I love that little Chinese brush, its a handy gem for details, especially when my other brushes are already “dirtied up.”
Its great to create fine definitions on flowers, leaves, branches, etc.
I picked it up at Jackson’s art shop in Perth for under $3.00
This is a ‘Bunnings hardware store’ small flat brush.
In the photo, its the small brown brush standing right in the centre.
- $1.39 is what this one cost at Bunnings Hardware!
- I like to use it for flat sides of buildings, rails, trees or edges….
- Quite fun to load up with 2 colours and then paint it onto a just dampened area for some great effects.
- Tree trunks, hills, rocks, escarpments.
- It is a handy and cheap brush, I like to keep around.
- Its not something I can paint a large object with, but I understand its limitations and its assets and make full use of its pros.
- This brush is perfect to use with inks, acrylics, alkyds, oil pastels.
- Just be aware not to use the same brush for watercolors IF, you’ve used it with oils.
But, at the end of the day when it comes to watercolor brushes – Rekab 320S remains my tried and true favorite for its sheer versatility and sensitivity.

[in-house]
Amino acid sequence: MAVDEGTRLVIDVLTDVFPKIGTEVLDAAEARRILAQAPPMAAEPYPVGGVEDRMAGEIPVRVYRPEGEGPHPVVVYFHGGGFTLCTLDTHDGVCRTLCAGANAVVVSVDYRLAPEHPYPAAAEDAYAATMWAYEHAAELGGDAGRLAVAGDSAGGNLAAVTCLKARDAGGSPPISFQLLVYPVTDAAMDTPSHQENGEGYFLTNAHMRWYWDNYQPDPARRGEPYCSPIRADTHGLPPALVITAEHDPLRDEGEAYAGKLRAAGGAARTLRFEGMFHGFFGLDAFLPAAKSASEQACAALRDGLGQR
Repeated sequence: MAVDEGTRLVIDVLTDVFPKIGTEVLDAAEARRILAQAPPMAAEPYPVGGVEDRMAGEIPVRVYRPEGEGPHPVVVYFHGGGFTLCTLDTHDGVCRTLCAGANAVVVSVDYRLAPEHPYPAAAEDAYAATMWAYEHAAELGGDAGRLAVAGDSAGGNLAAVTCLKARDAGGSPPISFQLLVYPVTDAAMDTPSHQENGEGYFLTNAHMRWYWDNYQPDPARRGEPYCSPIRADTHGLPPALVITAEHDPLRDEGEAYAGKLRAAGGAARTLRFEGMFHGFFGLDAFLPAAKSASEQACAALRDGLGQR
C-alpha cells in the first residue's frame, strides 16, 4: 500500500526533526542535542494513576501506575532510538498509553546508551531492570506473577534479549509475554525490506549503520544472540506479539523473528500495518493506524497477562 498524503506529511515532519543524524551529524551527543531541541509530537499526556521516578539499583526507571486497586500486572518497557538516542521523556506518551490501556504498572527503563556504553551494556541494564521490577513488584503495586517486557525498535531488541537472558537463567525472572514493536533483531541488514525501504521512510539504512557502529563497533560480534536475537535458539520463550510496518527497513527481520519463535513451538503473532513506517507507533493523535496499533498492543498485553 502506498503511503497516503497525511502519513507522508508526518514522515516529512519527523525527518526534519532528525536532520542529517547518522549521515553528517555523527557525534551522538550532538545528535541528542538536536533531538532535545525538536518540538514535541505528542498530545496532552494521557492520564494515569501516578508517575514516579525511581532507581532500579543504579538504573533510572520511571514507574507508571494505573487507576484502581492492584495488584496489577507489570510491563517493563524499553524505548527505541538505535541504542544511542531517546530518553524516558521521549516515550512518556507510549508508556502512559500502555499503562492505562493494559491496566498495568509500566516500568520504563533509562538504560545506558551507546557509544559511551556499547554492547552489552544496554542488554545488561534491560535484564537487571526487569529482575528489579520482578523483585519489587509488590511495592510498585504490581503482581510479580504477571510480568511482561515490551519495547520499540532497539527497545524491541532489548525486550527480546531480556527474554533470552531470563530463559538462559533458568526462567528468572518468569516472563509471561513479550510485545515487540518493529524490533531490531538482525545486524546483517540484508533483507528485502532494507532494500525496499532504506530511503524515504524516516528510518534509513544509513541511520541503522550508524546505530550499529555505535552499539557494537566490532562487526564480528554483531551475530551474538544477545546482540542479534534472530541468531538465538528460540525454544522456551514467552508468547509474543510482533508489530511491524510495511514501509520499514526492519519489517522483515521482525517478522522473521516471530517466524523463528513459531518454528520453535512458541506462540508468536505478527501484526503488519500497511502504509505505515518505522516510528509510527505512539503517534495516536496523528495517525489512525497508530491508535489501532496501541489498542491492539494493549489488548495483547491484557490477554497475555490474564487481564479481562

It does what I want and need it to do. Without Resistance or stiffness.
10 Watercolor Brushes – Tips
- you really only need 1 good brush; especially, when you first start
- natural hair brushes are more absorbent than synthetics
- natural hair squirrels, tend to have very, very, Fine tipped points
- good brushes can last, a lifetime
- know what type of “control” you need, buy the brush to suit
- double loading a brush with 2 colors, creates more tonal variations, depth
- protect the tips of your good brushes, at all times
- your brush, is an Extension of your arm, heart and mind
- dance with your brush, don’t beat it to submission
- practice. play, experiment, have fun with your chosen brush, often!